However, the Committee heard that it is not necessarily all bad news. Many witnesses stated that early action to respond to the challenges of climate change brings with it tremendous opportunities. For example, action to improve energy efficiency can help tackle fuel poverty. The North-east is especially well-placed to take advantage of economic development opportunities arising from climate change in, for example, the fields of renewable energy, forestry, construction and agriculture. Such statements back up the findings of the Stern Review on The Economics of Climate Change, which were released in the week the investigation began. This authoritative document concluded that alongside environmental, social and moral reasons to reduce greenhouse gas emissions, there is a sound economic basis to do so too.

Deciding what Aberdeenshire Council should do about climate change comes down to risk management. Is it more risky to take strong, early action to reduce greenhouse gas emissions and adapt to the projected impacts of climate change, or is it more risky to carry on with ‘business as usual’ and hope that climate change goes away? Having heard all the evidence the Committee is convinced that climate change is an incontrovertible fact, with serious implications for Aberdeenshire, Aberdeenshire Council and the rest of the world. ‘Business as usual’ is not a rational option. Significant change is required to ‘future proof’ Aberdeenshire and this needs to happen quickly.

Having concluded that the balance of risk shows that bold and urgent action is the most prudent course, the Committee strongly recommends that Aberdeenshire Council take the following two strategic decisions:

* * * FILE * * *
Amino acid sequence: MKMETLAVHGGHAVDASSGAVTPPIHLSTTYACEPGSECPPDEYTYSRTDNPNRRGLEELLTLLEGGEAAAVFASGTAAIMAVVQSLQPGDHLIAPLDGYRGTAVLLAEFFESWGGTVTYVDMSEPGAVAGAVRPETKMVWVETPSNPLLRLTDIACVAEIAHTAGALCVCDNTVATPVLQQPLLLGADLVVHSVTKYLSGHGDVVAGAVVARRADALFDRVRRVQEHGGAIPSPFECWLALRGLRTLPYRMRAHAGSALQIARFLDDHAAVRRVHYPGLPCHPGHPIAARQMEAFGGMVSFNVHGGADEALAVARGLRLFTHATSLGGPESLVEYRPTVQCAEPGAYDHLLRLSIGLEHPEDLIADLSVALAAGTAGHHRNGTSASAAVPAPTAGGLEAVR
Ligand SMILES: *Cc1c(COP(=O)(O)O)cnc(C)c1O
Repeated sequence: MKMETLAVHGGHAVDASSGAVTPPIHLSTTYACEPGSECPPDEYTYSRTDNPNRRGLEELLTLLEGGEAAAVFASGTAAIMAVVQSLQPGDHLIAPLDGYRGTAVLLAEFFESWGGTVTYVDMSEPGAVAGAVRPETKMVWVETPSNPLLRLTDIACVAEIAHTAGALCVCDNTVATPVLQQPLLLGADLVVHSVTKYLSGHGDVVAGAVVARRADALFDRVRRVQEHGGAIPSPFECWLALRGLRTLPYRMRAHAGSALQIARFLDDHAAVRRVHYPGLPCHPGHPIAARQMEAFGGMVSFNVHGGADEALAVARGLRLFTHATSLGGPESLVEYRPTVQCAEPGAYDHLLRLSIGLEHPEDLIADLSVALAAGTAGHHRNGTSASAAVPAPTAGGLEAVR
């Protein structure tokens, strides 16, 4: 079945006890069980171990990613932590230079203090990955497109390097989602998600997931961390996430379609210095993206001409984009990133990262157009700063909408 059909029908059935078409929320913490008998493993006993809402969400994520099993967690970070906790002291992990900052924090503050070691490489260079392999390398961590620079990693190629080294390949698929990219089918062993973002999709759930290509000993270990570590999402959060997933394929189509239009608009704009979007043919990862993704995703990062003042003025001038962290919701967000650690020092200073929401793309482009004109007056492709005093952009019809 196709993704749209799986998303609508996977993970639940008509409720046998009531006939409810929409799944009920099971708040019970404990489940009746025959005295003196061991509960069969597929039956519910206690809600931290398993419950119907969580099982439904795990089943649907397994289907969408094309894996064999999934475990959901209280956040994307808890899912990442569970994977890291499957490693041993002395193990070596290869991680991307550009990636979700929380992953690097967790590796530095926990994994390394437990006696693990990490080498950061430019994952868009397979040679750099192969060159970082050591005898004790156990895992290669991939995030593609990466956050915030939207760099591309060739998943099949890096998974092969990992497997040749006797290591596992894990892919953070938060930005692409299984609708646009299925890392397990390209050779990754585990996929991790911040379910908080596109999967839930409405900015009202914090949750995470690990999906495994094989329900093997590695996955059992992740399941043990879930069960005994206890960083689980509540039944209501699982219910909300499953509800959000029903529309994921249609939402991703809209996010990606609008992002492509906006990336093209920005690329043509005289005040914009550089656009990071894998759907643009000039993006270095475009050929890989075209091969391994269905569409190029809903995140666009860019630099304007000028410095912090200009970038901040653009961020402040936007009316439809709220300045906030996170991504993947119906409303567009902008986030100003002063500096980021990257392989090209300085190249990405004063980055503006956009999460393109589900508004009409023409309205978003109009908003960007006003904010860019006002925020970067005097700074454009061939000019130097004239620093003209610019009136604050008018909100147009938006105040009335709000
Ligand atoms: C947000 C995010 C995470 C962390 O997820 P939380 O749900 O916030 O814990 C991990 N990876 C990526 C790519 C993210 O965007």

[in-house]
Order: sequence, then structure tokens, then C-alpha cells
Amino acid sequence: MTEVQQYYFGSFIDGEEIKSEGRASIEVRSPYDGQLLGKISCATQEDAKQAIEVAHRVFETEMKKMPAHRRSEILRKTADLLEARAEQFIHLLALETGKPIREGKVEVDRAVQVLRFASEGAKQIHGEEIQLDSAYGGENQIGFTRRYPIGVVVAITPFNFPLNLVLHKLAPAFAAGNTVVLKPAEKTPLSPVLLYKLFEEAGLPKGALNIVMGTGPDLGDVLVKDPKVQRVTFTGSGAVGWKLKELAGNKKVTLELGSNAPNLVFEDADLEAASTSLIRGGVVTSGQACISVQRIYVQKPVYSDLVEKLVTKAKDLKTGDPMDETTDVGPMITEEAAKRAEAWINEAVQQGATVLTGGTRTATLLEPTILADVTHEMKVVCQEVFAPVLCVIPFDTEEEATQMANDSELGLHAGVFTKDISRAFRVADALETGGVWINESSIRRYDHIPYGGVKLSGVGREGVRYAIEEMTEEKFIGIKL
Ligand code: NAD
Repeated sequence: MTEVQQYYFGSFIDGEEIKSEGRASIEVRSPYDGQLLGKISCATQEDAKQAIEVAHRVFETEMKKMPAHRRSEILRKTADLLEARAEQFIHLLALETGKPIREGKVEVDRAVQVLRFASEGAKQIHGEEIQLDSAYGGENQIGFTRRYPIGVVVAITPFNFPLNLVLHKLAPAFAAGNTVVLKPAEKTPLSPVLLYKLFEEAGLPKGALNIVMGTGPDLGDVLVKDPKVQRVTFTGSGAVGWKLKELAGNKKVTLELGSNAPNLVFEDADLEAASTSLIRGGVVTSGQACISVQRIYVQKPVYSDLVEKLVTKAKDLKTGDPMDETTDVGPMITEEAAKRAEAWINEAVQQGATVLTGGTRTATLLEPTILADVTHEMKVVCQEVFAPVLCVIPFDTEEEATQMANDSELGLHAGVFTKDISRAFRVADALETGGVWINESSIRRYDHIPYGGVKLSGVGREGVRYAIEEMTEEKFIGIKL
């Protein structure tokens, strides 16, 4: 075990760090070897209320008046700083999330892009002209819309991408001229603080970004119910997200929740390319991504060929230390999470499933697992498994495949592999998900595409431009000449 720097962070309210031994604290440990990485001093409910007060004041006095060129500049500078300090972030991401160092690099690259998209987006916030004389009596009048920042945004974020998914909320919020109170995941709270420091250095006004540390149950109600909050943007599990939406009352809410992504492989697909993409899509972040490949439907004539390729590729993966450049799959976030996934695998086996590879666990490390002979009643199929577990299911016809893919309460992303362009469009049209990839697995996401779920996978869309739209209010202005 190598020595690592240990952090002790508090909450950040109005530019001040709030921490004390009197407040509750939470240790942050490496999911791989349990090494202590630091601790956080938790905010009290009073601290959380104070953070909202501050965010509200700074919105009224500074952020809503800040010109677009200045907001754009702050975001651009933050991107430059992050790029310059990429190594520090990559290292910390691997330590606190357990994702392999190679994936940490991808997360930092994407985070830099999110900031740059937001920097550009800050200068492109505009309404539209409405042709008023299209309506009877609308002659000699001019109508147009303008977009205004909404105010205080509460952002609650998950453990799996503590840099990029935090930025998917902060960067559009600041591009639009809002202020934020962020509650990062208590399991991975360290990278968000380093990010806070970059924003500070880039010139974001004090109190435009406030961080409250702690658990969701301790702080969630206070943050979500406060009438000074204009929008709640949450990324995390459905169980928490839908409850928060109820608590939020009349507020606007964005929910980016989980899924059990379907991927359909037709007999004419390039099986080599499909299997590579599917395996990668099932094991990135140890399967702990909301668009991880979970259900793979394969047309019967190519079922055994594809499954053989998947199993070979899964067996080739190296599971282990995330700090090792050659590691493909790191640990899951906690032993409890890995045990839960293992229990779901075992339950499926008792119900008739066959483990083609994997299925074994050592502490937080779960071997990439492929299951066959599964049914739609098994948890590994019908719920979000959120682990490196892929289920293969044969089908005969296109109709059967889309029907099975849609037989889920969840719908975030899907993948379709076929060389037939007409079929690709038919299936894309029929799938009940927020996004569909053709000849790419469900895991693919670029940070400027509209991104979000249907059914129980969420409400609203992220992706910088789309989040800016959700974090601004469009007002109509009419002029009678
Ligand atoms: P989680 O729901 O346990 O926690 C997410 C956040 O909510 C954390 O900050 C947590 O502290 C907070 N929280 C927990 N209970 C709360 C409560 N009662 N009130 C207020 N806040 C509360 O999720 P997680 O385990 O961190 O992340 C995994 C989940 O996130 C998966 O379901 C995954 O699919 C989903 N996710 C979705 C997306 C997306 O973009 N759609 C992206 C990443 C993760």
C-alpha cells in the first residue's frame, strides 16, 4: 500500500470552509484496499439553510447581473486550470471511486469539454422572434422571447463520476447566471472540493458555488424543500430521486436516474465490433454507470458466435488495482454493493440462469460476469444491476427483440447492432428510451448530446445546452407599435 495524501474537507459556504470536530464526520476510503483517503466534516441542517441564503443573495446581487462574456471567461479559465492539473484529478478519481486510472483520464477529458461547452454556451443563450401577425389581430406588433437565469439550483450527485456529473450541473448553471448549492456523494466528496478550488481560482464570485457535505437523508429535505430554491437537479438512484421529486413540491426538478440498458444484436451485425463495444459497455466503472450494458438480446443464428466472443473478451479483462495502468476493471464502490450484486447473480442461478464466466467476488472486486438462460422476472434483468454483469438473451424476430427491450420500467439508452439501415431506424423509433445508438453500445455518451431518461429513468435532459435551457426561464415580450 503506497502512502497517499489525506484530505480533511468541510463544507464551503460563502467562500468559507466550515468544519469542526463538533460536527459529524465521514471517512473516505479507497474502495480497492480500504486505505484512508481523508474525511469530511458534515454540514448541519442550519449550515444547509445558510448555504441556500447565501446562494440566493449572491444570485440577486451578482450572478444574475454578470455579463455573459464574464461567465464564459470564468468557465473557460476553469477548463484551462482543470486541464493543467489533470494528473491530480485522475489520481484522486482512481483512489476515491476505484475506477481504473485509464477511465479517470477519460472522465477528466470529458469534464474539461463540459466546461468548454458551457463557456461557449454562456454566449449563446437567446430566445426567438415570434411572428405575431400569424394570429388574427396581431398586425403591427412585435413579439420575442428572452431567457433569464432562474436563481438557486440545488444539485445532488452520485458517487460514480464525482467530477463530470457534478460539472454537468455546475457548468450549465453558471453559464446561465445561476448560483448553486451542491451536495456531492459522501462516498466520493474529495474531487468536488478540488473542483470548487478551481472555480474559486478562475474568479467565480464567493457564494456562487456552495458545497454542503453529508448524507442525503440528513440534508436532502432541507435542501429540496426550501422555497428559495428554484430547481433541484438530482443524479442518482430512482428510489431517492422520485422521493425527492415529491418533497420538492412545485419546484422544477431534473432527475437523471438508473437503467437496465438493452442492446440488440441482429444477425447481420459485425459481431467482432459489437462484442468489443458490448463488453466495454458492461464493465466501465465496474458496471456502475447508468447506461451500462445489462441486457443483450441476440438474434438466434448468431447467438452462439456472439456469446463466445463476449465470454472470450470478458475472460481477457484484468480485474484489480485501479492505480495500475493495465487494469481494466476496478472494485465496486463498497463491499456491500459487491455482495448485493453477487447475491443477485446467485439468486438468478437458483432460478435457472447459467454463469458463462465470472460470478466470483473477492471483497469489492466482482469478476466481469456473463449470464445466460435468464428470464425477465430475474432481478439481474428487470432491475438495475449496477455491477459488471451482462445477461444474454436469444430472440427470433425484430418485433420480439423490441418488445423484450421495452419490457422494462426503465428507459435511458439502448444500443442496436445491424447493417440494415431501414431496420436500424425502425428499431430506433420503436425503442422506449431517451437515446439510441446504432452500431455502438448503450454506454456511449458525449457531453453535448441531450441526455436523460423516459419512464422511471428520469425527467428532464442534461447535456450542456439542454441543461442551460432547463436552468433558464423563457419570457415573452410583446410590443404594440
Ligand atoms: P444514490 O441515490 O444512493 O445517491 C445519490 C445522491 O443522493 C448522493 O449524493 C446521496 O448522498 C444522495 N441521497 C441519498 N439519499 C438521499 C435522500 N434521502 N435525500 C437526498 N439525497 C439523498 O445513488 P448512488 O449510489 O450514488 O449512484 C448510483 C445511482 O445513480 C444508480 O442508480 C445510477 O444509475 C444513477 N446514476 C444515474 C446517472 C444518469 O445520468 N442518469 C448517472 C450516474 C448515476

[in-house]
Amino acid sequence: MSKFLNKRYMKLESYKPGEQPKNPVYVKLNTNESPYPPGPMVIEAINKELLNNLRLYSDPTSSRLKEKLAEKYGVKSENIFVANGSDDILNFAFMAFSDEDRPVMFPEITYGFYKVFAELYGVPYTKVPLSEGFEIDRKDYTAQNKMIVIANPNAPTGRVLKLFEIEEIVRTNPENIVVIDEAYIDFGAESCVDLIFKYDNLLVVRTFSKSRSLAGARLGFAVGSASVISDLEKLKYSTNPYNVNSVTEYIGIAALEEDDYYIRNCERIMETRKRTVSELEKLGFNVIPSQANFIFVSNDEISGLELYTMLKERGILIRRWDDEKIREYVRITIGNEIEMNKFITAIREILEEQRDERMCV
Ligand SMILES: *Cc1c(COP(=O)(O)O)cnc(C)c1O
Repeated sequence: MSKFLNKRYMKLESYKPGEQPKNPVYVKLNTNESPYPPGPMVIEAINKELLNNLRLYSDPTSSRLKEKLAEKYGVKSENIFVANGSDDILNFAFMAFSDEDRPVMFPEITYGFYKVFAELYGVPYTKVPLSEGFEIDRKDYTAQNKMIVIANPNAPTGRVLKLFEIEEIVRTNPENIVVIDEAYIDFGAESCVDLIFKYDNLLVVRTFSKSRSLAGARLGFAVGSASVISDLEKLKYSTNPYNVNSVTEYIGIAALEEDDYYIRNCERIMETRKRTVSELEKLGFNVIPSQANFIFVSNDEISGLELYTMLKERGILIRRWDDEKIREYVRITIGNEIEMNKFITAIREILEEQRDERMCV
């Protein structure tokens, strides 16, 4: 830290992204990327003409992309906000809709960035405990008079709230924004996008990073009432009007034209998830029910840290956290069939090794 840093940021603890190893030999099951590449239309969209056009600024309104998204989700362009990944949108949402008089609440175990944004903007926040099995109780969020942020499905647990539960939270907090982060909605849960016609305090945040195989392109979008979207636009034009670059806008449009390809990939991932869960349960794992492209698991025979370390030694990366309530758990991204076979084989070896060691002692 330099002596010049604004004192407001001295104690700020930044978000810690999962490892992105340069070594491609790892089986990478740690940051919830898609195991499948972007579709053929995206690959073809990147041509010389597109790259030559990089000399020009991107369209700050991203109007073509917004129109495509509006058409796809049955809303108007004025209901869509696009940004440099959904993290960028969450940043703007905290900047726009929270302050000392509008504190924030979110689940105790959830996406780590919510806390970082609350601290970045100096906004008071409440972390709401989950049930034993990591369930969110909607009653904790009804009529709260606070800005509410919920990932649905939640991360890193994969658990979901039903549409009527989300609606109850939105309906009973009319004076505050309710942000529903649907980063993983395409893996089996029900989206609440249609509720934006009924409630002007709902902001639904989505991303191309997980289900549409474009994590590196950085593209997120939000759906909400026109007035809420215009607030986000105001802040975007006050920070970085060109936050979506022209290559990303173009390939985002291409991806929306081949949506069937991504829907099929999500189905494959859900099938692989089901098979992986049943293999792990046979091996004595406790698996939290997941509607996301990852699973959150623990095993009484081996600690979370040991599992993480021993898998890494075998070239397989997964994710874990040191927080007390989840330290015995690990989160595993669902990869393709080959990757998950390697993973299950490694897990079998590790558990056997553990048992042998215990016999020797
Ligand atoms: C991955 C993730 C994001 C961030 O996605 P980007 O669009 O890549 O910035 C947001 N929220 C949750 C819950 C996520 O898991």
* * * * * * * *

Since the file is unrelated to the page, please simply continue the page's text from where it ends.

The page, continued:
1. Commits itself to becoming a carbon neutral organisation in the short to medium term e.g. by the year 2020. This will make it one of the first local authorities in the UK to do so. The Council will need to examine the feasibility of achieving carbon neutrality within 10, 15 or 20 years, but should aim at the shortest practicable timescale.
2. Instigates an urgent dialogue with local partners – Community Planning partners, businesses, educational and research institutes and citizens – to agree the actions, process and resources needed to achieve the aim of Aberdeenshire becoming a carbon neutral region in the medium term, e.g. by 2030. The possibility of a similar commitment by neighbouring councils and their partners should be explored.

Clearly further action at all levels of the Council will need to follow to achieve such far-reaching ambitions. The evidence from a large number of witnesses shows that such ambitious aims are a logical extension of the good work already undertaken at both corporate level and at the level of individual Services within Aberdeenshire Council to prepare for climate change and mitigate greenhouse gas emissions. Examples include signing up to the COSLA Declaration on Climate Change and the Carbon Trust’s Carbon Management programme, as well as work in the field of energy efficiency and transport planning. The Committee has made a number of suggestions for further action based on the evidence heard during the investigation, but this list is not, and is not meant to be, exhaustive.

The Committee’s investigation took place against the background of intense media interest in and public concern about climate change. Many witnesses stated that the time has never been better for action. Climate change presents an opportunity for Aberdeenshire Council to play a leading role in Scotland and the UK by living up to its new Vision of being the best Council, serving the best area, in Scotland

Full Report